I saw an Oprah Show last week about adult children of divorce. Even thirty years later many of them were still hurting. The poem is my way of saying that we can't ignore the painful and unexpected experiences in our lives. We have to first acknowledge the pain – then try to deal with it and process it the best way we know how so that then we can move on to the healing stage of the process. I know your parents divorce has rocked your world, and I am so sorry for that. You are doing great, but just remember that the emotions you feel need to be embraced too. Don’t forget that you're not just a student, an athlete, a daughter, a friend; you’re a person. A person who has real feelings and real pain and real hurts; and there will be times throughout your life when those feelings will let you know that they need some time and attention, too. Embrace them. As much as it hurts, don't run from them. Because they are part of your reality – a part of your wonderful, exciting, adventurous, fun-filled LIFE. A life you have been blessed by God to live and enjoy. The not-so-fun parts such as this divorce may not be a large part of your history or your future, but it is a small part, and as such, you will have to be real with yourself when it hurts. Pretending – about anything – never takes us anywhere except to another pretend place.

So go out there and enjoy your life – and always remember that we are in your corner, cheering you on – loving you and feeling so proud to be a part of your life.

“Do you not know? Have you not heard? The Lord is the everlasting God, the Creator of the ends of the earth. He will not grow tired or weary, and his understanding no one can fathom. He gives strength to the weary and increases the power of the weak. Even youths grow tired and weary, and young men stumble and fall; but those who hope in the Lord will renew their strength. They will soar on wings like eagles; they will run and not grow weary, they will walk and not be faint.”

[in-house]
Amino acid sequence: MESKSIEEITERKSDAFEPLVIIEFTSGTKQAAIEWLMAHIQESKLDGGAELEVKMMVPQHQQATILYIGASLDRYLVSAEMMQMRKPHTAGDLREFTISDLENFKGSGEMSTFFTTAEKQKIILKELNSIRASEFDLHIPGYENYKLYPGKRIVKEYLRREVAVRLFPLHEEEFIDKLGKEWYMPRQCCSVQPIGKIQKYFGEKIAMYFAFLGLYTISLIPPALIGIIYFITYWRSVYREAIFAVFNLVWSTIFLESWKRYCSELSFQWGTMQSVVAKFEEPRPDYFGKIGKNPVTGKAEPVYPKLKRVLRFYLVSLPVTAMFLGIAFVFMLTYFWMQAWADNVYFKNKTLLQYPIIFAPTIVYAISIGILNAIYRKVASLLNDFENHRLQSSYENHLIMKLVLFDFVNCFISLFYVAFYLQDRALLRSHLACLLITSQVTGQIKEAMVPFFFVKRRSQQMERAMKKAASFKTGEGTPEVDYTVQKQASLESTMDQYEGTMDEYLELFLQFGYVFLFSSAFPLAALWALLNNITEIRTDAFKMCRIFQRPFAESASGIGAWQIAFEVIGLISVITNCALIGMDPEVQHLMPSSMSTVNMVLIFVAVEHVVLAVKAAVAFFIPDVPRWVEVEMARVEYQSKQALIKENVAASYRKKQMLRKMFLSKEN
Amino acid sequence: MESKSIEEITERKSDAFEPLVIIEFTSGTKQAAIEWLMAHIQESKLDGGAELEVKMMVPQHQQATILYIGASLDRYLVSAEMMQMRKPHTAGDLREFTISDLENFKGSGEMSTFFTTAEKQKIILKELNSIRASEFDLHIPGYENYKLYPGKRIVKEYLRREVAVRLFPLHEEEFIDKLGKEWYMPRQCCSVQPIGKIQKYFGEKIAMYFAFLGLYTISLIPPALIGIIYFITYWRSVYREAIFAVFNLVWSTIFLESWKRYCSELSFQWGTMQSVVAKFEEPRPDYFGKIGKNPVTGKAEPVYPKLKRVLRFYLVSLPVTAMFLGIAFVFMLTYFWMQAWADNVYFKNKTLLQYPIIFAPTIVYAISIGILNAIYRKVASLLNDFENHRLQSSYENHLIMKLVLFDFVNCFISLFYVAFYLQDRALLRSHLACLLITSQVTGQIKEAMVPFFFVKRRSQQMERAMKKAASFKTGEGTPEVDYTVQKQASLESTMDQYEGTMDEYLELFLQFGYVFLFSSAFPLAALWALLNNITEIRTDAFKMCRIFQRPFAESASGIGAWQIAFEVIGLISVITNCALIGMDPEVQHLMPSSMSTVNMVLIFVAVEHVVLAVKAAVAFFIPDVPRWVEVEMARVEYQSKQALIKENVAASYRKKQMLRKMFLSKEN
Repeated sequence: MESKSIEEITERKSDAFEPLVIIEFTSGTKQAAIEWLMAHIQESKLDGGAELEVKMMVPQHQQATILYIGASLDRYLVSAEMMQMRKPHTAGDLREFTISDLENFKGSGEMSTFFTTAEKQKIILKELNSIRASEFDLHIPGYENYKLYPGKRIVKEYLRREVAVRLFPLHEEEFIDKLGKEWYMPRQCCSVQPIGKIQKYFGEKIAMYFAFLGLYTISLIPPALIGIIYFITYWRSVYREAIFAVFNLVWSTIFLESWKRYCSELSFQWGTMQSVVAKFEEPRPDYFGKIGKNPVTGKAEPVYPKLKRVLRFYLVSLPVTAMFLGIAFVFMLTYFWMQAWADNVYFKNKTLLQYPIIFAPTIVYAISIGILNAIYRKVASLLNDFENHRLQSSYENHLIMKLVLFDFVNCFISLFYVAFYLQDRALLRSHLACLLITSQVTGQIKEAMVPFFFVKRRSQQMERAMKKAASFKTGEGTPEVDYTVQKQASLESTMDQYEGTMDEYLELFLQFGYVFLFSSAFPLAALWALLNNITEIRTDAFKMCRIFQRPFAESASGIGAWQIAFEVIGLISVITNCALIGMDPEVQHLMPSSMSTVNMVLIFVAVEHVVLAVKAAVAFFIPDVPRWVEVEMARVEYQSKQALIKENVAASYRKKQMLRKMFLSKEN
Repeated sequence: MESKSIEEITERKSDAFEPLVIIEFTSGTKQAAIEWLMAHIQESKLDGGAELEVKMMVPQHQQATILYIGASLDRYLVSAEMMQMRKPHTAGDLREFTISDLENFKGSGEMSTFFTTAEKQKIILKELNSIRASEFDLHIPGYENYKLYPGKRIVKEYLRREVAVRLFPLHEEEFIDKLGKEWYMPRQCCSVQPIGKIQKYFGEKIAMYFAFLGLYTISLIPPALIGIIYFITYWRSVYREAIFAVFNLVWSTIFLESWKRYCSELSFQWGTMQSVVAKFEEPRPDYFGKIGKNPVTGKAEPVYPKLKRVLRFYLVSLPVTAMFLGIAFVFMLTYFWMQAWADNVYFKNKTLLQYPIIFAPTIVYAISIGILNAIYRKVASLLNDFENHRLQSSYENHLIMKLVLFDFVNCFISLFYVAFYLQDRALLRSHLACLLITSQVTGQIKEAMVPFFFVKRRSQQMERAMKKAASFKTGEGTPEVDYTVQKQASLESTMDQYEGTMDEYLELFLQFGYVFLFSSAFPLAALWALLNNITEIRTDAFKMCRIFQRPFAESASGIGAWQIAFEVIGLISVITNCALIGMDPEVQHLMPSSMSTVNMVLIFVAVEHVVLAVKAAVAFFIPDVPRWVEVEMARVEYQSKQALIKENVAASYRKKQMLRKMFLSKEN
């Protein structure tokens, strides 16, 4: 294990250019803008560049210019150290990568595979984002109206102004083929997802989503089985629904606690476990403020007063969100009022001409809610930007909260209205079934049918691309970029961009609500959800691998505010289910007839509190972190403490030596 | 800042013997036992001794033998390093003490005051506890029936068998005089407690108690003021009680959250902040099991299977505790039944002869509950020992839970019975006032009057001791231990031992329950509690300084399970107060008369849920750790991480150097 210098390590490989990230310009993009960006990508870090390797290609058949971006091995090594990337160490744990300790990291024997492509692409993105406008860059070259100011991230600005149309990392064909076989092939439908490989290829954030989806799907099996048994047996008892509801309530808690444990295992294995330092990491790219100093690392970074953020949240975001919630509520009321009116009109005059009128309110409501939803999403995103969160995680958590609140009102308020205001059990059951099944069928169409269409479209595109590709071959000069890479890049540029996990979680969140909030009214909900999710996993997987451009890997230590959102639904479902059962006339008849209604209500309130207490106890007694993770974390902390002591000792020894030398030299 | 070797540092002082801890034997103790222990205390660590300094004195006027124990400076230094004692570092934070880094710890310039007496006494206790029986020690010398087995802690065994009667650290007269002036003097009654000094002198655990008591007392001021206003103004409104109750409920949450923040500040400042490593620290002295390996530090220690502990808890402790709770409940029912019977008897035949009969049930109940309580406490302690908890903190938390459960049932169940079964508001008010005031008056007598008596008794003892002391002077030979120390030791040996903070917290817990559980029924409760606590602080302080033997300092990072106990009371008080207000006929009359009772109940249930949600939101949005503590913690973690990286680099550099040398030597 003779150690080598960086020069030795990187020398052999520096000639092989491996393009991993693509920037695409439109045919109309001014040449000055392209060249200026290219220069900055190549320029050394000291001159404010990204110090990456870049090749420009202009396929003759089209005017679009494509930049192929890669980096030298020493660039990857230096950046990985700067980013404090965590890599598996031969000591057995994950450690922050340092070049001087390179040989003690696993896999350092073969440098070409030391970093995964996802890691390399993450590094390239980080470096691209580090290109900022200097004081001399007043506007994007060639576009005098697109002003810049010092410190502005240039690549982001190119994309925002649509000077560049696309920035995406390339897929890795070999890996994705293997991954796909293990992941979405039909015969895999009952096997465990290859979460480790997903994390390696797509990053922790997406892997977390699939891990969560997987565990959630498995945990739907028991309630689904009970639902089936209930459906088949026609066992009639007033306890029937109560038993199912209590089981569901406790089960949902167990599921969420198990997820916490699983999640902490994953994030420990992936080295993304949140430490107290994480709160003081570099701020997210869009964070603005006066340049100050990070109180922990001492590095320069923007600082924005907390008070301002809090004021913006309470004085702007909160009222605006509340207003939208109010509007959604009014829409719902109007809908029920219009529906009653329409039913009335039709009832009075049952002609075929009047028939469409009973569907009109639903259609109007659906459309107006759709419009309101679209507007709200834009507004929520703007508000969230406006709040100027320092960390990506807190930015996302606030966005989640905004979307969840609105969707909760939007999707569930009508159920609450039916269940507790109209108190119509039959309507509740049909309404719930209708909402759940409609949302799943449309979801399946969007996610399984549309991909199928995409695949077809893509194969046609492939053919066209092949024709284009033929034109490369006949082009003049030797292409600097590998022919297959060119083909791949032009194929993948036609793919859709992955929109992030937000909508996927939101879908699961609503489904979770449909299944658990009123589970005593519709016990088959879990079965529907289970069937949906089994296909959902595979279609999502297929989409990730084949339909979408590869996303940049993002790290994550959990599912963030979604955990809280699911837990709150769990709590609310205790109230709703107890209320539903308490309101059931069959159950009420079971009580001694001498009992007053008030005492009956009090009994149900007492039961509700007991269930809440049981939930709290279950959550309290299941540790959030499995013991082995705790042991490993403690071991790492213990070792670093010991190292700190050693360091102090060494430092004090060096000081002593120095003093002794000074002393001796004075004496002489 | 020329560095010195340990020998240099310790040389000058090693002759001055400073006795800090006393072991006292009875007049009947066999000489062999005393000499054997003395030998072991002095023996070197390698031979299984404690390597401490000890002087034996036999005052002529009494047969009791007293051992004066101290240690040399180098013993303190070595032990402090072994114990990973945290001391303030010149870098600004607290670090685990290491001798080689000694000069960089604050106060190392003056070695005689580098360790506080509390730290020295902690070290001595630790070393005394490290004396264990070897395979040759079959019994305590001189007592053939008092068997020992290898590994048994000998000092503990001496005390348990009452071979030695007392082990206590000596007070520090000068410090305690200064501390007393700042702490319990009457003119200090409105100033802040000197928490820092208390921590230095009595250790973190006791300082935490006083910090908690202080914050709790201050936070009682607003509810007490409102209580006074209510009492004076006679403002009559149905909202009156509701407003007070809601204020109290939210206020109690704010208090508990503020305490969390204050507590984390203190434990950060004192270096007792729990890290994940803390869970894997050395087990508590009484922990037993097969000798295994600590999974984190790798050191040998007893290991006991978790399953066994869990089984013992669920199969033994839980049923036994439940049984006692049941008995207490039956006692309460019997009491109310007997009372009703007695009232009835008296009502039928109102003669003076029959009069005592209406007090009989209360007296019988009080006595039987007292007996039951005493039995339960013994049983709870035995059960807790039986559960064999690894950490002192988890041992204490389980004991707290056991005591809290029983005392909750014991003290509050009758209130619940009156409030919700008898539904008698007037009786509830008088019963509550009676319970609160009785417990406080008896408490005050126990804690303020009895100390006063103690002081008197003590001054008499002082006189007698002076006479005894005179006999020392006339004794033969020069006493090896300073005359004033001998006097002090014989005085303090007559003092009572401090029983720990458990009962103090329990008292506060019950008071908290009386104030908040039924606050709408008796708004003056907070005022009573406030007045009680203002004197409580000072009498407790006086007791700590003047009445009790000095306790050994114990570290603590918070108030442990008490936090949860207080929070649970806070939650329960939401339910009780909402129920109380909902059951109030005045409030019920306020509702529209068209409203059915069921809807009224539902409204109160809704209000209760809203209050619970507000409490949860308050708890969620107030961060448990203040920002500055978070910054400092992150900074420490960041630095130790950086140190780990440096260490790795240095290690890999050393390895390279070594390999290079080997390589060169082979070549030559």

~ Isaiah 40:28-31

Saturday, February 09, 2008

The Power of Love

Keen & Eileen in Singapore, 1975

“And now these three remain: faith, hope and love. But the greatest of these is love.” ~ I Corinthians 13:13

Last week my sister called to tell me about a radio show contest she heard about on K-LOVE Christian radio. Contestants were asked to share their love story in 500 words or less, and the winner would receive a song written just for them by Christian recording artist Matthew West.

The following is a copy of my (non-winning) entry:

I was 14 years old in 1973 when my father announced that our family would be moving half way around the world to Singapore. I was heartbroken. I had just made the cheerleading squad and I had a great group of friends that I didn’t want to leave. Little did I know that my temporary heartbreak would lead to a lifetime of love and blessings.